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i wonder to people in comedy, actual comics is what's happening on the national stage funny or just totally depressing to you guys? >> i will be honest, i'm not a very political guy. i'll see seth looking at stuff to write for update. seth is such a prolific writer for the political stuff. i think he has very strong opinions about it. i wish i was smart enough to have the same opinions as seth. i'm not a very political guy. i tend to just try and write crazy business and hope for the bess. >> it's a form of mental preservation maybe not to engage in what's going on with politics. >> yeah. >> kate, you guys have new cast members and certain figures in the national news continue to be figures in the national news so inherent rolls. john boehner bill hader, mitt romney by jason sudeikis, joe biden by sudeikis.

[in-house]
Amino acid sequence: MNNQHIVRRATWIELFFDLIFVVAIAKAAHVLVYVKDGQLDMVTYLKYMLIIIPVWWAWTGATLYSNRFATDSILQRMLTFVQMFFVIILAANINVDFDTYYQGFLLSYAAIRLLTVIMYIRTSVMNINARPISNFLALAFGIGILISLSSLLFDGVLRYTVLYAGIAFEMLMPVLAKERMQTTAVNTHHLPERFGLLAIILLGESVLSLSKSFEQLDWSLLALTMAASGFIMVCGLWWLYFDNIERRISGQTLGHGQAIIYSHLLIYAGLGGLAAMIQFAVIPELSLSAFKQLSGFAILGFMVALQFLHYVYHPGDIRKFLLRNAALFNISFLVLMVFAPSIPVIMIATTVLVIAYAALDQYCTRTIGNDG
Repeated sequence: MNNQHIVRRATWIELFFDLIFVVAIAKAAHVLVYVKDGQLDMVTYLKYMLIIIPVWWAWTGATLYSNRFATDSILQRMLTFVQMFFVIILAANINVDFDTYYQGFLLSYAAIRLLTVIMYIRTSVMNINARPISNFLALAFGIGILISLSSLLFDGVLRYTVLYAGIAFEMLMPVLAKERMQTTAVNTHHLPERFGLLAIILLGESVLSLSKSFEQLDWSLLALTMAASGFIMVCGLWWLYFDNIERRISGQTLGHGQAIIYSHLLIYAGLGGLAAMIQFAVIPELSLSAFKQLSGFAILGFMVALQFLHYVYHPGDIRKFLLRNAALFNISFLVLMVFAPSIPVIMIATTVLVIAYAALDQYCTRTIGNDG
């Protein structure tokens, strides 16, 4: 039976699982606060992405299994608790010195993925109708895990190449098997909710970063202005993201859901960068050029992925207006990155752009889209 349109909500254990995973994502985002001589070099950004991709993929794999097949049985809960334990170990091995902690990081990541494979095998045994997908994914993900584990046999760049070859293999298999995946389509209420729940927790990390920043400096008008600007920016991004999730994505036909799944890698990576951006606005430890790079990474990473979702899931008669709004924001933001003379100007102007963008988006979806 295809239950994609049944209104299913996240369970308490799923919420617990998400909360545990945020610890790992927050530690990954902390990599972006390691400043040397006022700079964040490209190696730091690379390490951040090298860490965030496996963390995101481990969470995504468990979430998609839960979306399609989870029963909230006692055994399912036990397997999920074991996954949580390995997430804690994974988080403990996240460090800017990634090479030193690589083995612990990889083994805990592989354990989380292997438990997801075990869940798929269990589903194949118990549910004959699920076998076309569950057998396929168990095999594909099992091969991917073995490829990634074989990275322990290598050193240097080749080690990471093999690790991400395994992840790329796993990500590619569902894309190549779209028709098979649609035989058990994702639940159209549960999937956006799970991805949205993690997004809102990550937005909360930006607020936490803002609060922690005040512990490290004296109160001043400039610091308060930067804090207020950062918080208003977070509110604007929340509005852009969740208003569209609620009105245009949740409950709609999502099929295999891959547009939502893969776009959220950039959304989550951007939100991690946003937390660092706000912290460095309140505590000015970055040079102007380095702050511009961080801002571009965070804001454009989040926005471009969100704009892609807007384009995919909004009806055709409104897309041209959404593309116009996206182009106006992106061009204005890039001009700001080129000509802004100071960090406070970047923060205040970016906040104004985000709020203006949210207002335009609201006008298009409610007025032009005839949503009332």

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how does the bidding process work for who is going to take over to play barack obama or joe biden or nancy pelosi when a cast member leaves. >> a lot of scratching of eyes, clawing, screaming. it's done by lottery and one person is killed. >> that ironically, kate, sounds like how things work out in congress. thanks so much for your time. we'll watch excitedly saturday night. >> you know you'll watch. after the break a critical new report finds, wait for it, humans are overwhelmingly responsible for climate change. go figure. now, if only scientific facts could convince deniers. we'll debunk when michael joins us on "now." you really love, what would you do?"